• What’s the craziest thing you’ve ever done?
I’m not that crazy. I’m a stay-at-home kind of gal. I also don’t drink, but once in my college days a friend challenged me to drink what he called “a German shot” of whiskey. Since he and I are both part German, I took this as a challenge to my heritage, and drank the thing down, having no real tolerance for alcohol. It was so stupid, because I really could have died. It was like a tall juice glass full of whiskey.
Instead of dying, I simply lay down and went to sleep immediately—out cold. While I was unconscious, my friends carried me in a very obvious way back to my room, and the R.A. was alerted to my drunken state. The next morning I woke up and asked my roommate if SHE was in trouble, not realizing that I was.
And it’s so funny to contemplate, because I wasn’t a drinker then or now, but I did get in some serious trouble for that German shot.
  • What’s one thing your readers would be surprised to find out about you?
I have tons of phobias, including heights, bugs, storms, planes. I am afraid of just about everything.  J
  • What question do you wish interviewers would ask? (And what’s the answer?)
Interesting question!  I guess it would be nice if people said “What are your other creative outlets?” Because I do love to paint in watercolors (and I have some art teacher pals at the high school who have been helping me build my strengths). I also love to sing.
  •  Where can we learn more about you and your books?
I have a website at www.juliabuckley.com, and a blog at www.juliabuckley.blogspot.com
Just for Fun:
Night or Day?  Day, especially morning.
Dog or Cat? (answer carefully)  Both! I have a big Lab puppy named Digby, and three cats named Pibby, Panther and Mulliner. My son and I are already kind of longing for a new kitten.  They all bring something special to our lives, although Digby is trying the patience of my husband. It’s kind of like having a horse in the house, and his idea of playing is to jump on my husband and “bite” him in play. Jeff is not very fond of that.  J
Beach or Pool?   I have never been a swimmer—I actually FAILED swimming in college. But I do love to walk along the beach because it is scenic and restful.
Steak or salad?  Salad. Not a red meat person.
Favorite Drink?  Diet coke.
Favorite Book?  Crime and Punishment.
Favorite TV Series?  So hard to pick! For comedy, probably 30 Rock or Arrested Development. For Drama, Broadchurch or Happy Valley or something.
Favorite Movie?  The Bourne Identity.
Favorite Actor: Past—Cary Grant.  Present—Harrison Ford.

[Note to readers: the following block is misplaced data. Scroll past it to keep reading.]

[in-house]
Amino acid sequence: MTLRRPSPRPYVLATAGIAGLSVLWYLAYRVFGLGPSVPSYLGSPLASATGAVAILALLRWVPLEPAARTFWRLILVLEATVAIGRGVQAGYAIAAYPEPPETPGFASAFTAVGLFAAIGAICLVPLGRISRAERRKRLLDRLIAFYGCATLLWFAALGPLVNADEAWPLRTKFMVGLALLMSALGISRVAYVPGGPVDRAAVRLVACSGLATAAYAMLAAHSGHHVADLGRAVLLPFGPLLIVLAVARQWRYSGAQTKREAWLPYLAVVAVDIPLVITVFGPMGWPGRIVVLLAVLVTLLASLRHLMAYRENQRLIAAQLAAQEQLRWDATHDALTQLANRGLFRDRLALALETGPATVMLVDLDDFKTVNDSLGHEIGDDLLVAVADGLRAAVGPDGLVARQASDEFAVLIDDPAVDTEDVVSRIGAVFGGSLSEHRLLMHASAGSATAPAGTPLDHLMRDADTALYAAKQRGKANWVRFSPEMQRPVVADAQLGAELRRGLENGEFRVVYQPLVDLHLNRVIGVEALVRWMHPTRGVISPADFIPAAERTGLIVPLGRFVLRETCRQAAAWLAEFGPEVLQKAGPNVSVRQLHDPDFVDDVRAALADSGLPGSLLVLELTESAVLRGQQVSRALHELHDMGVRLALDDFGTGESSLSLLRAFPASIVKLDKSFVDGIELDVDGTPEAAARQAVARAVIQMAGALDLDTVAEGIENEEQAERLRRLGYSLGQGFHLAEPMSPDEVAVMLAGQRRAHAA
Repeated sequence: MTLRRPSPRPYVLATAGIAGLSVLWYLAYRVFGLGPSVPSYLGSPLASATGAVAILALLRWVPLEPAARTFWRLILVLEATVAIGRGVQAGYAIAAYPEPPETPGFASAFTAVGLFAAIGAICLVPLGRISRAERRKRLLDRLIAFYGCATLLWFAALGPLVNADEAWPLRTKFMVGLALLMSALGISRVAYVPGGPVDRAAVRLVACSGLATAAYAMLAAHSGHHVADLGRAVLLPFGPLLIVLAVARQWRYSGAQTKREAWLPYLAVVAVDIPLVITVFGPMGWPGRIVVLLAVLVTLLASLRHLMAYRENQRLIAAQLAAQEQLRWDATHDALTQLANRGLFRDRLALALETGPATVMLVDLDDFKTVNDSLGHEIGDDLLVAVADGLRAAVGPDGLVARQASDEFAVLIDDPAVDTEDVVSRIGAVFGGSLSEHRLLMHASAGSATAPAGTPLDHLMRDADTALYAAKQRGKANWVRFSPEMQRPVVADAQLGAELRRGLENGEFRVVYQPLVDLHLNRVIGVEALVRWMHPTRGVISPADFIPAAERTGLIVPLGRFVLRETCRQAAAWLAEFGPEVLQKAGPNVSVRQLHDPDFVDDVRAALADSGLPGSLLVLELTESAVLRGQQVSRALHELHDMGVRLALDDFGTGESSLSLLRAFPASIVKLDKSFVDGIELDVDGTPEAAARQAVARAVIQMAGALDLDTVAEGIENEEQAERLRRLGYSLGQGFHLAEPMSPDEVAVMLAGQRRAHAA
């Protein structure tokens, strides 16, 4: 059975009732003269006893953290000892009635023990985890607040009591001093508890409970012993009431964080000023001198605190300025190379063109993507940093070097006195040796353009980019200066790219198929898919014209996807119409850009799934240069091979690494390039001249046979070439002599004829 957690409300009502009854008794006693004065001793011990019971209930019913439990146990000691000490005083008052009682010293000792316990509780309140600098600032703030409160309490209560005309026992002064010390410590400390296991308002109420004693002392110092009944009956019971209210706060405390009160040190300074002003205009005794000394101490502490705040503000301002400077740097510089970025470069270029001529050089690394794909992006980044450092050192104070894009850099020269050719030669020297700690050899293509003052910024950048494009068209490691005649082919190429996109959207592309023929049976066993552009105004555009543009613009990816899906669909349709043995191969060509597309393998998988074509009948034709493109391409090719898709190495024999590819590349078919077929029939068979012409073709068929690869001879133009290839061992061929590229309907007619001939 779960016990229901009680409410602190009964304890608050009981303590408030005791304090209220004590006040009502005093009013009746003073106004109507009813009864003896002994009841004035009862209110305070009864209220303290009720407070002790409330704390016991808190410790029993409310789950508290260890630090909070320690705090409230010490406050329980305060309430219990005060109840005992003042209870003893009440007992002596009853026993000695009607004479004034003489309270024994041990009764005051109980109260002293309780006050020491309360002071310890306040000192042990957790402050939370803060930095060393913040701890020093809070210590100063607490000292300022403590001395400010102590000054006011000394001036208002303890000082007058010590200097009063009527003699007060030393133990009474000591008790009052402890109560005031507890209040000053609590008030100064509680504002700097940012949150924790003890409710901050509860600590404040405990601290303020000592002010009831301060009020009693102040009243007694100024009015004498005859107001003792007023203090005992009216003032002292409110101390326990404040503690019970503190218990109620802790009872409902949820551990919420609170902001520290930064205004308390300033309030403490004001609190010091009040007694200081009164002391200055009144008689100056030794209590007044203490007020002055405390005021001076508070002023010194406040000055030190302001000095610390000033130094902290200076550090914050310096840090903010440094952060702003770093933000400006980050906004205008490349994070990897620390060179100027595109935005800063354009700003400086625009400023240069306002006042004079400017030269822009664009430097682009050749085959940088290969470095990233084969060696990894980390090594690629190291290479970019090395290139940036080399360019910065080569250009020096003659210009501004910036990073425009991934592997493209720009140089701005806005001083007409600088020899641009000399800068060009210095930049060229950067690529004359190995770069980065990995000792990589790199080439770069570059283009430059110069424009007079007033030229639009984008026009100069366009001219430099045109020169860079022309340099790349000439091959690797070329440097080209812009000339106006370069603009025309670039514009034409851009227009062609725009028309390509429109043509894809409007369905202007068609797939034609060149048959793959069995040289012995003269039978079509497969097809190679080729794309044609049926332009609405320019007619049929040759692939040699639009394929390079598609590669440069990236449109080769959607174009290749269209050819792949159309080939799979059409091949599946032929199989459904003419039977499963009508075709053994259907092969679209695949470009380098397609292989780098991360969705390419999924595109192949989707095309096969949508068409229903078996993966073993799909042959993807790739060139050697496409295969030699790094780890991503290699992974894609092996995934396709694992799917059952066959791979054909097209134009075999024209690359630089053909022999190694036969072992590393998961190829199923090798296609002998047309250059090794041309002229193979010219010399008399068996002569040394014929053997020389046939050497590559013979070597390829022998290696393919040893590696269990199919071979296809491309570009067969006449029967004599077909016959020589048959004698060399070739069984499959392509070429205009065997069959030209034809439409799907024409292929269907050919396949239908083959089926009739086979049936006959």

Favorite Actress: Past—Hayley Mills   Present—Melissa McCarthy
Dirty Martini or Pina Colada?  Pina Colada!!  I like to have at least one every summer on my patio. I favor the sweet drinks, when I imbibe.
Hawaii or Alaska?  Hard to choose! But Hawaii.
Finish this sentence:  If I could meet anyone in the world, past or present, it would be  Mary Stewart (which is what my book is about!!!)
If I had just one wish, it would be –Good health for my family and friends.
If I could trade places with anyone in the world, it would be   Some singer—maybe someone like Sheryl Crow—so that I could sing the folksy songs I love.  Or Tina Fey, who gets to write, be smart, open doors for women in male-dominated professions.

Thank you Julia! Folks you can find her at:
Facebook: Julia Buckley mystery novels
Twitter: Juliabucks
Pinterest: Julia Buckley
Instagram: Julia Buckley

GIVEAWAY TIME:
Berkley has donated a copy of “The Big Chili” for one lucky reader to win!
To enter, just leave a comment on this blog post with your name and email address (entries without email will be disqualified). For extra entries, you can do any or all of the below:

* Follow my blog (+ 1 point)
* Follow me on Twitter (+ 1 point) (Link: https://twitter.com/RoccoBlogger)
* Tweet about the contest (+ 1 point)
* Friend me on Facebook (+ 1 point) (Link: https://www.facebook.com/ToniLotempio)#!/
* Mention the contest on Facebook (+ 1 point)
* Mention the contest on your blog (+ 1 point)
Winner will be chosen at random using random.org.  Don’t forget to mention all you’ve done in your comment. Contest ends midnight, June 25! Good luck!

You can also watch Julia’s Facebook page or website for her own give-away info! Or sign up for her newsletter (on her website).




Monday, June 13, 2016

Rocco's guest EJ Copperman!

MEROW! Today our guest poster is the author, E. J. Copperman